The analysis of Lesaffre & Spiessens (2001) on the Toenail dataset found that parameter esti- mates could vary significantly even amongst several Gauss-Hermite quadrature approxima- tions. Hence it is not surprising that there are large discrepancies between AGHQ, GVA and PQL approximations for this dataset. On the other hand PQL and GVA approximations for the bacteria data are, in comparison, reasonable. Both PQL and GVA methods are based on Gaussian approximations of p(u|y). In particular for fixed β and σ 0 PQL is equivalent to the
The combination of unit-level ascertainment and a full-rank, non-sparse covariance struc- ture is very common in statistical genetics (Golan et al., 2014), but is often encountered in other scientific domains, such as geostatistics and GP classification (Diggle et al., 1998; Chu et al., 2010; Ziegler et al., 2014; Young et al., 2013). Ascertained sampling is almost inevitable when studying rare phenomena, and the increasing dimensionality of studied data often necessitates the introduction of random rather than fixed effects, which in turn induce full-rank, non-sparse dependency structures. Additionally, it is often more convenient to perform dense sampling in a small number of clusters rather than collecting a large number of clusters (Bellamy et al., 2005; Zhang, 2004; Glidden and Vittinghoff, 2004), leading to non-sparse, full-rank dependency structures at the cluster level. Hence, we expect our work to be applicable in diverse scientific fields.
Abstract: In the present paper, we test the use of Markov-Switching (MS) models with time-fixed or Generalized Autoregressive Conditional Heteroskedasticity (GARCH) variances. This, to enhance the performance of a U.S. dollar-based portfolio that invest in the S&P 500 (SP500) stock index, the 3-month U.S. Treasury-bill (T-BILL) or the 1-month volatility index (VIX) futures. For the invest- ment algorithm, we propose the use of two and three-regime, Gaussian and t-Student, MS and MS- GARCH models. This is done to forecast the probability of high volatility episodes in the SP500 and to determine the investment level in each asset. To test the algorithm, we simulated 8 portfolios that invested in these three assets, in a weekly basis from 23 December 2005 to 14 August 2020. Our results suggest that the use of MS and MS-GARCH models and VIX futures leads the simulated portfolio to outperform a buy and hold strategy in the SP500. Also, we found that this result holds only in high and extreme volatility periods. As a recommendation for practitioners, we found that our investment algorithm must be used only by institutional investors, given the impact of stock trading fees.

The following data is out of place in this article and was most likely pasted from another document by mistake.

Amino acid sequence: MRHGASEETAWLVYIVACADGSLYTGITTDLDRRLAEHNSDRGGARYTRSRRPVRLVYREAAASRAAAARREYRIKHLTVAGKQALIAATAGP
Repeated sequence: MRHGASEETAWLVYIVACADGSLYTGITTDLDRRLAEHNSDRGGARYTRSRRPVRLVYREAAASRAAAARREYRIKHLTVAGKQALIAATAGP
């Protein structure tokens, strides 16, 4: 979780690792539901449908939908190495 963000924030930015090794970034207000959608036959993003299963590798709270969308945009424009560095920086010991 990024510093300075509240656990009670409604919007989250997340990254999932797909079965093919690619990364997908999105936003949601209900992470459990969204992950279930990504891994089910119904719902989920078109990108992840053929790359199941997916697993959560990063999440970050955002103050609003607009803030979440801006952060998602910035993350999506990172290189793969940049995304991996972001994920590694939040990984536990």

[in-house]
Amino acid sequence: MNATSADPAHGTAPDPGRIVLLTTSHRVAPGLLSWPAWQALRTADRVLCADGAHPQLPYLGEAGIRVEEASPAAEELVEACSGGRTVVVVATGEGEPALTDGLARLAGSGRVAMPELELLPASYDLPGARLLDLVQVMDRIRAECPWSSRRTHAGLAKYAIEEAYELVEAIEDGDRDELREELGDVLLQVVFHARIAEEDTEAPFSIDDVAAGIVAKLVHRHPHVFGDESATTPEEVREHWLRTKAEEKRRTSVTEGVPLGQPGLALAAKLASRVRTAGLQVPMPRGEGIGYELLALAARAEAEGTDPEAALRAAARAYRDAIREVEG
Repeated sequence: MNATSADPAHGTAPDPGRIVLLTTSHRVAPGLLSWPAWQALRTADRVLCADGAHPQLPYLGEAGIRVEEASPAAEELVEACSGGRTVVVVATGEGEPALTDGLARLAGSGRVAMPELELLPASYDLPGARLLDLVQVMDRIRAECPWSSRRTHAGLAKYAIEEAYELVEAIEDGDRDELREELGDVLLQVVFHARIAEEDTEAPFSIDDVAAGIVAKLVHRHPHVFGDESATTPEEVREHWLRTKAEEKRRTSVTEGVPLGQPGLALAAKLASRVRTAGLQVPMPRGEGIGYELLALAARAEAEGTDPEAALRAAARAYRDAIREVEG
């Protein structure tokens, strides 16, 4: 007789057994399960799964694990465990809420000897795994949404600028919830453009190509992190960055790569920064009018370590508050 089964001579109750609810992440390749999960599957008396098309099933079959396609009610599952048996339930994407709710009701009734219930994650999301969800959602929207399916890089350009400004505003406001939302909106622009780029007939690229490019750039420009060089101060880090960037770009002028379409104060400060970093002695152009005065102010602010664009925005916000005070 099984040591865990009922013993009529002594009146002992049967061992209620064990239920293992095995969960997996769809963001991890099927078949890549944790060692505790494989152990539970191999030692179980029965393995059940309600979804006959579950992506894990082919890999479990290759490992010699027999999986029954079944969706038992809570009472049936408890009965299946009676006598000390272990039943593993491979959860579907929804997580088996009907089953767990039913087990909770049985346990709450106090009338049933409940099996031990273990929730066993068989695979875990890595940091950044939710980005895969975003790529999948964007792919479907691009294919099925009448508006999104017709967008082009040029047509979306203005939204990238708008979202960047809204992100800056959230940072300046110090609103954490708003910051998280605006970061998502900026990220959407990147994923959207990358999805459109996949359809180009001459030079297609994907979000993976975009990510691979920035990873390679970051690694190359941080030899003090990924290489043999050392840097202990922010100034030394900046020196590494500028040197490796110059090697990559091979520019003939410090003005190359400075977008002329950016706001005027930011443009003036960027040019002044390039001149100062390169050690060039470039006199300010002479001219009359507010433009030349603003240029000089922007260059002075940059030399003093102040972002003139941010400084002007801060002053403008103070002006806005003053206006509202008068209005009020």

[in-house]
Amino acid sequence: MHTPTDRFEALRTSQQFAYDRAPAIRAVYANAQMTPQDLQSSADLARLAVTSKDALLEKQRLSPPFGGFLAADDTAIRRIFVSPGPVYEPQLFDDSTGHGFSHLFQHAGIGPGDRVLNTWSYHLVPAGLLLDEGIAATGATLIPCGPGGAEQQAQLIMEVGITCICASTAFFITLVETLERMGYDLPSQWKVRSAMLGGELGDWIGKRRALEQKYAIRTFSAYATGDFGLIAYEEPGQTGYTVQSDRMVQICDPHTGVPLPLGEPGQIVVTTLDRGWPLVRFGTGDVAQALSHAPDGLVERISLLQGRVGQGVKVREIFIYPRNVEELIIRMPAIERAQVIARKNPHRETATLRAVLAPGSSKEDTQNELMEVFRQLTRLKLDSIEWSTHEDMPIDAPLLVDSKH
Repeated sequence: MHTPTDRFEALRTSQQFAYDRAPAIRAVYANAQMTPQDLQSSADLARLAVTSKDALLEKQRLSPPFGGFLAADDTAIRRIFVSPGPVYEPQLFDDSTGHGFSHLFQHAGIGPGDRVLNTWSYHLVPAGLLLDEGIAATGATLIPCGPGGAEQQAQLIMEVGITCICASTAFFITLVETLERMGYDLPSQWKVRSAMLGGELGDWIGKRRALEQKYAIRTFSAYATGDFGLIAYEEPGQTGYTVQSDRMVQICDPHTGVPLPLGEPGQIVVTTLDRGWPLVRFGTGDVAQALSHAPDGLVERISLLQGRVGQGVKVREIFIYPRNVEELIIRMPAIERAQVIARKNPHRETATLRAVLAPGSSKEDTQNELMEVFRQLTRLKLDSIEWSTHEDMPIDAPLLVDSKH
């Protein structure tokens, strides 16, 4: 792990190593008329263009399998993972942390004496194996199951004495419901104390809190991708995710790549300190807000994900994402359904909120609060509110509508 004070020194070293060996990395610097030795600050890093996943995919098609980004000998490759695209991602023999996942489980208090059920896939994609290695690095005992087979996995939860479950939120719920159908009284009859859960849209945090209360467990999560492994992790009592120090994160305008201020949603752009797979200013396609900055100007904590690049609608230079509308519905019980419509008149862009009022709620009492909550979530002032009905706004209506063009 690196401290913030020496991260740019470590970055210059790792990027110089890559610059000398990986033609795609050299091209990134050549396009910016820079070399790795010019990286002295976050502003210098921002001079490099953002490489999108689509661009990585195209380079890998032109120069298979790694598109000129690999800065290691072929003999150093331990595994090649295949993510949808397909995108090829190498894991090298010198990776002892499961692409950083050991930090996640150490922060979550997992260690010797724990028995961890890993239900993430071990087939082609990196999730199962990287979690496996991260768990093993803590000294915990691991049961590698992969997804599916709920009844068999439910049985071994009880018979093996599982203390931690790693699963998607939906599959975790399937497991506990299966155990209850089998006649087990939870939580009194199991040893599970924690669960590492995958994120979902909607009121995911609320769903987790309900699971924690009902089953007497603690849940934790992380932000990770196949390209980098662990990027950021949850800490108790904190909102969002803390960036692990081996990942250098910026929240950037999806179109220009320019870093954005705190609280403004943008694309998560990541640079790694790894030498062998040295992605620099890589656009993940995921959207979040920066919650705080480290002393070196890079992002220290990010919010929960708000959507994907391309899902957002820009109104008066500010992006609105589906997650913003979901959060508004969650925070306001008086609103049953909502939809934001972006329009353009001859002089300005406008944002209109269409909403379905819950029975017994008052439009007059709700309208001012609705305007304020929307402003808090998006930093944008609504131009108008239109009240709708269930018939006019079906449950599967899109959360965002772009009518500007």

2) Extensions of the EOQ model: EOQ extensions include an application to retail cycle stock inventories , the addition of cost changes under a finite or infinite time horizon , the inclusion of storage size considerations , and the addition of damage costs   provided an exhaustive summary of the research on EOQ models that handle partial backordering, and some even more current models with partial or full backordering include those by    and .
Since ocean warming affects marine ecosystems at a global scale, management strategies should be directed towards minimizing dredging activities in coastal areas during periods of coral spawning, and improving water quality (i.e., suspended sediments) associated with river discharges, in order to maintain population replenish- ment success in inshore reefs. Assessing the risks associated with the simultaneous effects of suspended sediments and high temperatures on inshore reefs of the GBR requires further studies to determine the impacts of other sed- iment types in combination with temperature stress on thresholds for sensitive early life stages of corals and other tropical species. These climate-adjusted thresholds could then be incorporated into improved spatial models in order to generate effective risk maps for identification of vulnerable habitats and opportunities for management intervention.